As part of his excellent analysis with the many flaws in ObamaCare, Richard Esptein explains the problems with mandatory issuance of insurance coverage and maximum allowable overhead. Buried in here is an interesting actuarial and risk issue:
As those options are stripped from insurers, they may well find that their costs turn prohibitive as prospective customers flock to those health insurers whom they think will supply them with the best coverage, only to withdraw when their medical needs are satisfied. But it is an open question whether the premiums that they will be permitted to collect will be sufficient to cover the risks. [….]
To make matters worse, the current law stipulates that once the administrative expenses go above a government set minimum threshold, usually 15 or 20 percent of total costs, the insurance companies must make refunds to the payers. But just who are the payers?
Some of the reason that an insurance company may not pay out 80% of premiums as benefits, in any given year, is that one particular year had lower costs than normal. Medical spending fluctuates every year, and those variances will be larger with smaller insurance companies. (In fact, it’s statistically quite abnormal to have the same risk, and, with insurance, spending, every single year.)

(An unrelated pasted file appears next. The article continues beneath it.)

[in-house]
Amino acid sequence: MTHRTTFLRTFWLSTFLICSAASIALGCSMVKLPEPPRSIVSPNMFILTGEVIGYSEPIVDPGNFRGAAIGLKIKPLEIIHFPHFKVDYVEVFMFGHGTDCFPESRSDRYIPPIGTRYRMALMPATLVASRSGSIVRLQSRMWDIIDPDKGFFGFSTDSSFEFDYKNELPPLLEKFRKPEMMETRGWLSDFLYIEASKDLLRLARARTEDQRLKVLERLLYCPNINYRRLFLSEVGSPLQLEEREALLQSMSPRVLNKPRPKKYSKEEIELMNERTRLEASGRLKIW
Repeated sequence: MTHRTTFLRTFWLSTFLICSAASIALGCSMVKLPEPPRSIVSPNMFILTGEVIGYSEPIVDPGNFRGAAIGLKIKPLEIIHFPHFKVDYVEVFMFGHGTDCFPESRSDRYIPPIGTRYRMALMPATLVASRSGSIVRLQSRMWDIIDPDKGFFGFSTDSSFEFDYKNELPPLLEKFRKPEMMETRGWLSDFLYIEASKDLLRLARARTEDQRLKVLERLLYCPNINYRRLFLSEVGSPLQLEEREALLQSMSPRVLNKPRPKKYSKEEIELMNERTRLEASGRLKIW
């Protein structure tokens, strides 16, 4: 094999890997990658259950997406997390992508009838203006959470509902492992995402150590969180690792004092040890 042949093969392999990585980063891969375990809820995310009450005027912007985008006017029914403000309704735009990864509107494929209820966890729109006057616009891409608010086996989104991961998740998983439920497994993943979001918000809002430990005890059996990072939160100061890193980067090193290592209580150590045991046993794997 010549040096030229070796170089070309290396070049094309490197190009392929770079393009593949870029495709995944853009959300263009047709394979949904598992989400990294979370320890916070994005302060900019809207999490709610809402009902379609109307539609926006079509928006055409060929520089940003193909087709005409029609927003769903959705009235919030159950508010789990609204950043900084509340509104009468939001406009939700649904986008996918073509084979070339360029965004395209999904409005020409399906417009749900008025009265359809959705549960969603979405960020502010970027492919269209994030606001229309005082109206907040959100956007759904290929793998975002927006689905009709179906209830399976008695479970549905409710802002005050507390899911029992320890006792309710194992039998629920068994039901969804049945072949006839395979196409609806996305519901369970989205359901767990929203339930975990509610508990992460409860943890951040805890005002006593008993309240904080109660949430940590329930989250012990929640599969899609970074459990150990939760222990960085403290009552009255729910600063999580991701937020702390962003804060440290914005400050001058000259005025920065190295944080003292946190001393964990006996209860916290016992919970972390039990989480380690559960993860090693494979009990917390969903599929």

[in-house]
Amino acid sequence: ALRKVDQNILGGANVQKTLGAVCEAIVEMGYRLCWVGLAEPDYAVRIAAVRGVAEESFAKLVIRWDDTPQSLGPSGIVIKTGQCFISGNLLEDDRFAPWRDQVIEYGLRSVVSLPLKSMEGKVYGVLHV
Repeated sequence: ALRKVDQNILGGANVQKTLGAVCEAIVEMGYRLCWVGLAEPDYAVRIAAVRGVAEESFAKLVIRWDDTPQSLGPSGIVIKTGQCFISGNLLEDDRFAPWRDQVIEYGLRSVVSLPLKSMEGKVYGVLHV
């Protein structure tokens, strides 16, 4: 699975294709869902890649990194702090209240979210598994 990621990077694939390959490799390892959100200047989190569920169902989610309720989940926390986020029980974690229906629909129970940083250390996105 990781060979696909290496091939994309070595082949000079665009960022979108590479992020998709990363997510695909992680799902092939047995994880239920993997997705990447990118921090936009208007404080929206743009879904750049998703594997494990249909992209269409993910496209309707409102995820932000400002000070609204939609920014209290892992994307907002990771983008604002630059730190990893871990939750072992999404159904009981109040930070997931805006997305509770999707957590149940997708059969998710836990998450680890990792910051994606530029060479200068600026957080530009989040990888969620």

Ideally, an insurance company would take extra money from a low-payout year and keep it for a high-payout year. (Yes, insurance companies will often use this extra money to pay out bonuses. Sigh.) Under ObamaCare, however, insurance companies will be forced into “government accounting” – use it all in a single year, whether or not you need it that year.
This will only be exacerbated by the unknown risks associated with taking all comers and charging them the same amount of money (for the same age), regardless of health risks; increasing participation in the individual market, wherein risk is not spread amongst thousands of people; and the huge influx of people in and out of the private insurance market, first as they are required to purchase it, and then as they go on state-run health exchanges.
A sensible insurer would raise rates to ensure that it can properly cover any bills that are submitted by patients. That runs directly counter to the purpose of the other provision, which is to limit the amount that an insurance company can take in without spending on health care.